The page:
Trump wants to give a GOP-supported firm 5G spectrum for free

The 5G rollout continues being flooded with tension. This time, the White House might be seeking to subvert a related bid.

The president of United States, Donald Trump, can be seen mid-sentence.
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The 5G rollout has been inundated with all sorts of controversies. Think about the 5G conspiracy theories, the misleading commercial content around it, and of course, now it's being used as a bartering chip in politics, according to CNN. The news network reports that the White House is particularly interested in putting pressure on the Department of Defense to hand Rivada Networks a highly expensive 5G spectrum.

To give you an idea of just how pricey the auction is, a 70 megahertz of spectrum was sold for $4.5 billion. This specific megahertz spectrum, at 350, is priced at billions higher than that. Naturally, there's a lot of cash involved. According to CNN, Donald Trump is pushing the Pentagon to give Rivada this band contract at little to no cost.

There's reason for apprehension. Rivada has connections with major Republican investors and supporters, and it could potentially boost the commercial use of 5G for people like Karl Rove, Newt Gingrich, and Peter Thiel who is buddies with the president. If this particular "request for proposal" (RFP) goes through, these investors will have a chance to use the spectrum for their own gains without ever truly paying the full price. A senior administration official told CNN that if the bid goes through, it could be "the biggest handoff of economic power to a single entity in history."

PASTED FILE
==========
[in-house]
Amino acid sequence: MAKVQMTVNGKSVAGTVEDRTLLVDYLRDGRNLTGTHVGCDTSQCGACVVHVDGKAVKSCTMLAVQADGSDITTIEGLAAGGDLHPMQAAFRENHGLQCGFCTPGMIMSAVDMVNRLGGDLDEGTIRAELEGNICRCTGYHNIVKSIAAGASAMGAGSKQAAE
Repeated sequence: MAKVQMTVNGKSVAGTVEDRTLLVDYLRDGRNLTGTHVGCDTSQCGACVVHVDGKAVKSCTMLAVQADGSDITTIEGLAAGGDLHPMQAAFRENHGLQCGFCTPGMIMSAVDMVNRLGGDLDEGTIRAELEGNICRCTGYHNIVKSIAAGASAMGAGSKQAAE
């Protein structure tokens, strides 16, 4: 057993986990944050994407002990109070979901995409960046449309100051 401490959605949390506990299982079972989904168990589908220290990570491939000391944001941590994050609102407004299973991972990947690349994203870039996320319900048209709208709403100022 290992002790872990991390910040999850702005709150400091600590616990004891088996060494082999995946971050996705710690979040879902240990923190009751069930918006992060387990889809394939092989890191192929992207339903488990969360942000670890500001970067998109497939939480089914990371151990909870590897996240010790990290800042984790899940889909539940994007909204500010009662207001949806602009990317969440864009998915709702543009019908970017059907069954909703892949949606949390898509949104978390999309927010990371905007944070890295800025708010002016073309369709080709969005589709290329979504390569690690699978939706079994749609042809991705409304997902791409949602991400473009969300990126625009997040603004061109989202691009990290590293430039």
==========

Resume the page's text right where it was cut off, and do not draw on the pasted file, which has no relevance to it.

Trump should expect backlash — Despite being surrounded by his yes-men, Trump is going to have to deal with a considerable amount of backlash from entities like the Energy and Commerce Committee. The House Energy and Commerce has already probed the issue and addressed the National Telecommunications and Information Administration, saying that "Republican operatives are working for the benefit of a specific company, Rivada, which has long championed a national network that Rivada would construct and operate using its sharing technology."

In response to the report and the accusations that the president is seeking to subvert a legal bidding process, the White House has denied any nefarious agenda. To answer the concerns of its critics, Trump's administration will have to prove that it has no ulterior motive for speeding up the Rivada RFP.

That inquiry is already in action. The House Committee on Energy and Commerce has already called on the Government Accountability Office to assess if the Defense department even has the power to hand the 5G spectrum to a private entity. The most probable answer is that it doesn't.